Rabia Ali1 BDS
Farhan Raza Khan2 BDS, MS, MCPS, FCPS
1) To determine the frequency of root caries among patients visiting dental clinic of the Aga Khan University Hospital.
2) To determine the association of root caries with gender, xerostomia, smoking, betel nut and sugar intake.
METHODOLOGY: A cross-sectional study was conducted at Aga Khan University Hospital. Patients above 30 years of age who visited dental clinics with gum recession or root surface caries with or without root filling were included. Information was gained on age, sex, brushing habits, malocclusion, use of systemic medications, xerostomia etc. Intraoral examination was done on all teeth excluding third molars. The variables of interest were the frequency of root surfaces exposed (RE), root surface carious (RC) and root surface already restored (RR). The unit of analysis for root surface caries was the individual tooth.
RESULTS: A total of 4080 root surfaces of 40 subjects (25 males and 15 females) were examined. Mean age was 55.6 years (±11.4 SD). About 805 (19.7%) surfaces were found to be exposed. Around 137 (3.35%) surfaces were carious and only 18 (0.44%) were restored. Eighteen subjects had root caries on less than 2 surfaces; fourteen subjects had root caries on 3-5 surfaces and there were eight subjects with more than 5 carious surfaces. Most common type of gum recession found was Miller’s Class III (60%). Xerostomia was observed in 16 (40%) subjects. Diabetes, hypertension and other co-morbids were observed in 17 subjects. Chi square test (or Fisher exact test) was applied to determine association of RE and RC with other variables. The level of significance was kept at 0.05.
CONCLUSIONS: The most common gum recession pattern observed in our study was deep and wide (Miller’s Class III). One fifth of the subjects had extensive RC (> 5 surfaces). RE was found to be associated with age and use of betel nuts (p< 0.01) while RC was seen more in females and was associated with high sugar intake (p=0.02).
KEYWORDS: Root caries, gum recession, root surfaces exposure.
HOW TO CITE: Ali R, Khan FR. Factors Associated with Exposure and Caries of Root Surface among Sample of Pakistani Patients Visiting a University Hospital. J Pak Dent Assoc 2016; 25(3): 81-86.
Received: 26 June 2016, Accepted: 27 September 2016
Root caries (RC) has become an important dental problem because people are living longer and keeping their teeth longer1,2. As patients grow older, their gums recede and root surface are exposed. The root exposure (RE) makes the surface susceptible to RC3 . An increased retention of natural teeth means more adults at risk of dental caries (coronal and root), and the complexity of these restorations may require additional skills, as well as involving medical considerations when treating older adults4 . Furthermore, the prevalence of gingival recession, xerostomia, use of removable partial dentures and other risk factors leads to a high susceptibility to RC in the older adult population. In fact, RCis more prevalent among older adults than any other age group and has been found to be a main risk factor for tooth loss in older adults5 .
Globally, proportion of the population over 65 years of age who are dentate is increasing. The prevalence of root caries lesions was reported by various studies as ranging from 36% to 67%6-10. Hellyer reported the prevalence of 88.4% in peopleaged 55 years and above.11Imazatoreported that 39% of the subjects had one or more decayed roots3.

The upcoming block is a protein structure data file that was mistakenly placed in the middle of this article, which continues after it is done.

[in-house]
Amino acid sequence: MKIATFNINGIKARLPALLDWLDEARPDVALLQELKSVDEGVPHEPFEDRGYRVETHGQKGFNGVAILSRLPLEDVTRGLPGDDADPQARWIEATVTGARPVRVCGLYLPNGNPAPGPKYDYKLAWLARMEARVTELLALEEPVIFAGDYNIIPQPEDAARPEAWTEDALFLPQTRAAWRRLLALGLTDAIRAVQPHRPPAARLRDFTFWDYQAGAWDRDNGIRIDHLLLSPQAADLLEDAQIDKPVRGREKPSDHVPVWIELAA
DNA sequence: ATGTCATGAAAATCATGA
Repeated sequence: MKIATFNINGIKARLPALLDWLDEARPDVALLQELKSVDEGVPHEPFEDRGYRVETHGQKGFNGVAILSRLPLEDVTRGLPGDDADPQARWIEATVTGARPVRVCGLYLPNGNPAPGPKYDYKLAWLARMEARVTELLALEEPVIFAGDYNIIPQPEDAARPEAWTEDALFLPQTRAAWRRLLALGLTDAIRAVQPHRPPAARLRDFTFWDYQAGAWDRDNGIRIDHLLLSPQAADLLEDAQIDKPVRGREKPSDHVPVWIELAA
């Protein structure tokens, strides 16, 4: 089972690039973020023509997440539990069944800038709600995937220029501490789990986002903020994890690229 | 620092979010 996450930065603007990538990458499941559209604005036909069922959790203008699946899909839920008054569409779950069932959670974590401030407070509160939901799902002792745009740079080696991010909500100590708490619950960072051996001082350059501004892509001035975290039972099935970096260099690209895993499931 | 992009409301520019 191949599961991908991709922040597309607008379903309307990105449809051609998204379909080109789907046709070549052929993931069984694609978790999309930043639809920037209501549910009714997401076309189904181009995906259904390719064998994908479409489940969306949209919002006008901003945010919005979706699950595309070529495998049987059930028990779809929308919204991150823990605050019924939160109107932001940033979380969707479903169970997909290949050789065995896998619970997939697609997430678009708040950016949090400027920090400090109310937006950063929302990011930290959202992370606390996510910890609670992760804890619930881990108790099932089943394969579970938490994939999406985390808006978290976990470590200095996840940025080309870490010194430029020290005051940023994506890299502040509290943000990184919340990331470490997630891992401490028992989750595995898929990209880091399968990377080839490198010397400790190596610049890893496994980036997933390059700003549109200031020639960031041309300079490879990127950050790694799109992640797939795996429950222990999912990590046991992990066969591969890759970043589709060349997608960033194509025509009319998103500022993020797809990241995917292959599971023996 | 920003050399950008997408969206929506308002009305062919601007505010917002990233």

With more elderly retaining their natural teeth, the need to understand the nature and cause of root surface lesion is of great importance. Preventive measure that includes proper oral hygiene, plaque control, fluoride therapy and avoidance of removable dentures are required prior to and after dental treatment.
There is ample evidence showing that periodontal disease increases with age due to its cumulative nature. Thus most elderly patients may have some gingival recession and alveolar bone loss, which predisposes them to RC12. In other words; an increased number of RE surfaces in an individual would increase the susceptibility of RC.
Gingival recession is a pre-requisite for RC13. There are various risk factors associated with RC, which include poor oral hygiene, periodontal disease, cariogenic diet, previous RC experience, xerostomia, multiple medications and missing teeth or use of removable dentures.
One of the most important contributing factors to RE among southasian population (including Pakistan) is an increase prevalence of betelnut (arecanut) chewing14. Although, betelnut is known for its pathologic effects on buccal mucosa leading to submucus fibrosis15 (relative risk:154.0). However, the link between betelnut and gum recession has also been established16 (odds ratio: 1.73). The objectives of our study were to determine the frequency of RE and RC among patients visiting our university dental clinic and to explore the association of RE and RC with factors such as gender, xerostomia, smoking, betel nut use and sugar intake.
It was a cross-sectional study conducted at AKUH dental clinics. Non-probability convenience sampling was done to include adult patients above 30 years, irrespective of their RC, RE or RR status. Patients with history of orthodontic treatment, fixed prosthetic treatment or head and neck cancer radiotherapy were excluded.
Written informed consent in Urdu language was taken. Study proforma had two parts. The first part was a questionnaire which gained information on age, gender, brushing habit, salivary condition and dietary habits of the patients.